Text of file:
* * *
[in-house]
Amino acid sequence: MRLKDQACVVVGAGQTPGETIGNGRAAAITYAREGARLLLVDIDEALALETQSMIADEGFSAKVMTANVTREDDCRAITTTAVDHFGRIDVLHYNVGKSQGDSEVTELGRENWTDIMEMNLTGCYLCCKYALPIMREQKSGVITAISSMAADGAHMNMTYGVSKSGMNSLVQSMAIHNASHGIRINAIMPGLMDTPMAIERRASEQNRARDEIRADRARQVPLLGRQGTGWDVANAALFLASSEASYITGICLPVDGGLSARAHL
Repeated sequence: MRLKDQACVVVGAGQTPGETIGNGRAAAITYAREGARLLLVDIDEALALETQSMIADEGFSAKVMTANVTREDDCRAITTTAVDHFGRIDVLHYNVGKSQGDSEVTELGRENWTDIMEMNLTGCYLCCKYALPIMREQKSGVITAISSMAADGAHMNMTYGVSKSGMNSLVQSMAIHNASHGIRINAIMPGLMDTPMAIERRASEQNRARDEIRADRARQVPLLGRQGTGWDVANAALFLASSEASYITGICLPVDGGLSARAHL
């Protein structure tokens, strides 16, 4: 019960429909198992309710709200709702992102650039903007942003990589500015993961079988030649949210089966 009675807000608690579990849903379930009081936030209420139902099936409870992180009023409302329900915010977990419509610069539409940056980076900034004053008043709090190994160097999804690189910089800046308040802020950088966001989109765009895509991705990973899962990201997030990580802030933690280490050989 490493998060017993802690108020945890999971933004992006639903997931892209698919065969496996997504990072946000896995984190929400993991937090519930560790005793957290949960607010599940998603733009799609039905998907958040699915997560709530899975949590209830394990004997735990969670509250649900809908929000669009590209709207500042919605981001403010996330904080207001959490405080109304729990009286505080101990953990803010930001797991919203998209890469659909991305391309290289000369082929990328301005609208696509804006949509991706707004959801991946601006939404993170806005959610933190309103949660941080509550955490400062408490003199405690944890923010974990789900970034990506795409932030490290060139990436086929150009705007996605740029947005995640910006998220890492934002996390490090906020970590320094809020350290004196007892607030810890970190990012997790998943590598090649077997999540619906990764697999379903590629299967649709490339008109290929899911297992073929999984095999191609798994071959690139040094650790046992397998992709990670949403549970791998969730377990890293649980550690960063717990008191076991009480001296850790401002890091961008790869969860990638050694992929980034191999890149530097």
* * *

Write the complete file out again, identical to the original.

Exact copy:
[in-house]
Amino acid sequence: MRLKDQACVVVGAGQTPGETIGNGRAAAITYAREGARLLLVDIDEALALETQSMIADEGFSAKVMTANVTREDDCRAITTTAVDHFGRIDVLHYNVGKSQGDSEVTELGRENWTDIMEMNLTGCYLCCKYALPIMREQKSGVITAISSMAADGAHMNMTYGVSKSGMNSLVQSMAIHNASHGIRINAIMPGLMDTPMAIERRASEQNRARDEIRADRARQVPLLGRQGTGWDVANAALFLASSEASYITGICLPVDGGLSARAHL
Repeated sequence: MRLKDQACVVVGAGQTPGETIGNGRAAAITYAREGARLLLVDIDEALALETQSMIADEGFSAKVMTANVTREDDCRAITTTAVDHFGRIDVLHYNVGKSQGDSEVTELGRENWTDIMEMNLTGCYLCCKYALPIMREQKSGVITAISSMAADGAHMNMTYGVSKSGMNSLVQSMAIHNASHGIRINAIMPGLMDTPMAIERRASEQNRARDEIRADRARQVPLLGRQGTGWDVANAALFLASSEASYITGICLPVDGGLSARAHL
């Protein structure tokens, strides 16, 4: 019960429909198992309710709200709702992102650039903007942003990589500015993961079988030649949210089966 009675807000608690579990849903379930009081936030209420139902099936409870992180009023409302329900915010977990419509610069539409940056980076900034004053008043709090190994160097999804690189910089800046308040802020950088966001989109765009895509991705990973899962990201997030990580802030933690280490050989 490493998060017993802690108020945890999971933004992006639903997931892209698919065969496996997504990072946000896995984190929400993991937090519930560790005793957290949960607010599940998603733009799609039905998907958040699915997560709530899975949590209830394990004997735990969670509250649900809908929000669009590209709207500042919605981001403010996330904080207001959490405080109304729990009286505080101990953990803010930001797991919203998209890469659909991305391309290289000369082929990328301005609208696509804006949509991706707004959801991946601006939404993170806005959610933190309103949660941080509550955490400062408490003199405690944890923010974990789900970034990506795409932030490290060139990436086929150009705007996605740029947005995640910006998220890492934002996390490090906020970590320094809020350290004196007892607030810890970190990012997790998943590598090649077997999540619906990764697999379903590629299967649709490339008109290929899911297992073929999984095999191609798994071959690139040094650790046992397998992709990670949403549970791998969730377990890293649980550690960063717990008191076991009480001296850790401002890091961008790869969860990638050694992929980034191999890149530097």